Are coriolis forces strong enough to cause an open basin of water to create whirlpools moving in opposite directions when the basin is transported 20 feet either side of the equator? I saw this demonstrated
in Kenya (for money), but I wonder if there wasn't a trick.
Asked by: Eric Seder
Your suspicions about being tricked are well founded. The Coriolis effect depends on a
change in the distance from the Earth's polar axis as mass moves in a north/south
A basin only a few feet in size is too small to exhibit the effect, just a marble rolling
on a flat surface to the north or south does not curve. In fact, even a rifle bullet fired
north or south does not appear to curve.
It takes distances on a scale of miles for the Coriolis effect to be noticeable. Artillery
shells, for example, ARE influenced by the Earth's rotation and must be aimed with that
factor accounted for. A shell fired northward in the northern hemisphere begins its
flight with an eastward motion due to the Earth's rotation. As it travels north, it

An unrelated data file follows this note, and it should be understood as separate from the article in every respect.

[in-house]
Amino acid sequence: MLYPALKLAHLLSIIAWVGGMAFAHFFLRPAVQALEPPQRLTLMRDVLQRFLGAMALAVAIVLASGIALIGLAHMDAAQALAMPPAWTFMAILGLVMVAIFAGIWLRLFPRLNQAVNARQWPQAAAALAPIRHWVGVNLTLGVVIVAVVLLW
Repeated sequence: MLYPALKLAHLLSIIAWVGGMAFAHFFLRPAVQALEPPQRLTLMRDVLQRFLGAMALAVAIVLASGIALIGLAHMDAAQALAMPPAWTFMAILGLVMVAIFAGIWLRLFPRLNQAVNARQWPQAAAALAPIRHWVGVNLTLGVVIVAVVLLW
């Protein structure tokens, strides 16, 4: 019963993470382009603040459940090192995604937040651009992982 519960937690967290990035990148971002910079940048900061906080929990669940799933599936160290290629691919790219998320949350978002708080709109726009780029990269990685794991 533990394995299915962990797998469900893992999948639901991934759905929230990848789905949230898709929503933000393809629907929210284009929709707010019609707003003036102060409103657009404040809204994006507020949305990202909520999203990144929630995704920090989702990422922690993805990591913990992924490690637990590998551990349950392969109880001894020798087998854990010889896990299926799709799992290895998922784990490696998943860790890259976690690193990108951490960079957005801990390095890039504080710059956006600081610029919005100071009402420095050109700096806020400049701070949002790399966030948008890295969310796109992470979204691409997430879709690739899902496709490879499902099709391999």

maintains that eastward velocity while the Earth's eastward velocity declines (until it
reaches zero at the north pole). Conversely, a shell fired southward in the northern
hemisphere begins with a LOWER eastward velocity. As it travels south, the increasing
eastward velocity of the Earth again makes the shell curve to the right relative to the
The Coriolis effect explains why areas of high atmospheric pressure rotate clockwise, and
low pressure areas counterclockwise, in the northern hemisphere. While large air masses in
the atmosphere, and large water masses in the ocean, feel the same effects as an artillery
shell, water in a basin, just like a rolling marble, does not cover a large enough
north/south distance to be affected. Instead, small currents initially in the basin will
determine which way, if any, the emptying water circulates.
Answered by: Paul Walorski, B.A. Physics, Part-time Physics Instructor
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